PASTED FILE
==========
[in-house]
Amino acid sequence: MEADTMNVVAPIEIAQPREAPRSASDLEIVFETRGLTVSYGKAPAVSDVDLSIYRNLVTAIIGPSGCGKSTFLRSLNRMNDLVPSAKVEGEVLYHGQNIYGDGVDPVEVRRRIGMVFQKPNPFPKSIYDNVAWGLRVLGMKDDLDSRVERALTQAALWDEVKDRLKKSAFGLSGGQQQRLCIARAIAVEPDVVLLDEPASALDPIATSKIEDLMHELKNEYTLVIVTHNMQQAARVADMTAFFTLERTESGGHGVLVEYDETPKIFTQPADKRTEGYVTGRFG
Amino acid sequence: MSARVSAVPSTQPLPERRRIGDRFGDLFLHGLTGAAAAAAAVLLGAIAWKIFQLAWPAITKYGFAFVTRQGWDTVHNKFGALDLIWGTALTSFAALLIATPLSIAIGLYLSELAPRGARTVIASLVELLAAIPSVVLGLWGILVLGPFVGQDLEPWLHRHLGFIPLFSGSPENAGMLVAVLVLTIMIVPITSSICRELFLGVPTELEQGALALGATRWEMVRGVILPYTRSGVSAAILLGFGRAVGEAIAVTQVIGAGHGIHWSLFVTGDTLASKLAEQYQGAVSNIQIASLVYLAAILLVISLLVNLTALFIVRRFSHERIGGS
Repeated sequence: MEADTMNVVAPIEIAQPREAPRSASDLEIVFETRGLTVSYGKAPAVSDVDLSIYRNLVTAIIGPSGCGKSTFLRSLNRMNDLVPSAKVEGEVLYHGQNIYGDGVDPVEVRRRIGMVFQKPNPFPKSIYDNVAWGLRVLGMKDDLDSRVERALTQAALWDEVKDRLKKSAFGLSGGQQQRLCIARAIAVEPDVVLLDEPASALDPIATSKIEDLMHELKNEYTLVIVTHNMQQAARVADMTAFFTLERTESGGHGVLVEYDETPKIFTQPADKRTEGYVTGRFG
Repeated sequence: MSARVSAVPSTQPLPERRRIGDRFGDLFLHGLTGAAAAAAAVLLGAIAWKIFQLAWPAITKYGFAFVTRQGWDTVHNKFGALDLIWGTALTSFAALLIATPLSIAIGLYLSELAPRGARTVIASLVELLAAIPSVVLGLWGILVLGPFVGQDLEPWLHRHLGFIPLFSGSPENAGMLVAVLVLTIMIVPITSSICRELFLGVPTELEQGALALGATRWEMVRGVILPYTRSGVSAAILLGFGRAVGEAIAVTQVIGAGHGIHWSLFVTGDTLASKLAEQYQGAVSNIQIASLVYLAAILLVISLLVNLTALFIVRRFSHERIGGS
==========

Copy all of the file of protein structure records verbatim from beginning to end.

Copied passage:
[in-house]
Amino acid sequence: MEADTMNVVAPIEIAQPREAPRSASDLEIVFETRGLTVSYGKAPAVSDVDLSIYRNLVTAIIGPSGCGKSTFLRSLNRMNDLVPSAKVEGEVLYHGQNIYGDGVDPVEVRRRIGMVFQKPNPFPKSIYDNVAWGLRVLGMKDDLDSRVERALTQAALWDEVKDRLKKSAFGLSGGQQQRLCIARAIAVEPDVVLLDEPASALDPIATSKIEDLMHELKNEYTLVIVTHNMQQAARVADMTAFFTLERTESGGHGVLVEYDETPKIFTQPADKRTEGYVTGRFG
Amino acid sequence: MSARVSAVPSTQPLPERRRIGDRFGDLFLHGLTGAAAAAAAVLLGAIAWKIFQLAWPAITKYGFAFVTRQGWDTVHNKFGALDLIWGTALTSFAALLIATPLSIAIGLYLSELAPRGARTVIASLVELLAAIPSVVLGLWGILVLGPFVGQDLEPWLHRHLGFIPLFSGSPENAGMLVAVLVLTIMIVPITSSICRELFLGVPTELEQGALALGATRWEMVRGVILPYTRSGVSAAILLGFGRAVGEAIAVTQVIGAGHGIHWSLFVTGDTLASKLAEQYQGAVSNIQIASLVYLAAILLVISLLVNLTALFIVRRFSHERIGGS
Repeated sequence: MEADTMNVVAPIEIAQPREAPRSASDLEIVFETRGLTVSYGKAPAVSDVDLSIYRNLVTAIIGPSGCGKSTFLRSLNRMNDLVPSAKVEGEVLYHGQNIYGDGVDPVEVRRRIGMVFQKPNPFPKSIYDNVAWGLRVLGMKDDLDSRVERALTQAALWDEVKDRLKKSAFGLSGGQQQRLCIARAIAVEPDVVLLDEPASALDPIATSKIEDLMHELKNEYTLVIVTHNMQQAARVADMTAFFTLERTESGGHGVLVEYDETPKIFTQPADKRTEGYVTGRFG
Repeated sequence: MSARVSAVPSTQPLPERRRIGDRFGDLFLHGLTGAAAAAAAVLLGAIAWKIFQLAWPAITKYGFAFVTRQGWDTVHNKFGALDLIWGTALTSFAALLIATPLSIAIGLYLSELAPRGARTVIASLVELLAAIPSVVLGLWGILVLGPFVGQDLEPWLHRHLGFIPLFSGSPENAGMLVAVLVLTIMIVPITSSICRELFLGVPTELEQGALALGATRWEMVRGVILPYTRSGVSAAILLGFGRAVGEAIAVTQVIGAGHGIHWSLFVTGDTLASKLAEQYQGAVSNIQIASLVYLAAILLVISLLVNLTALFIVRRFSHERIGGS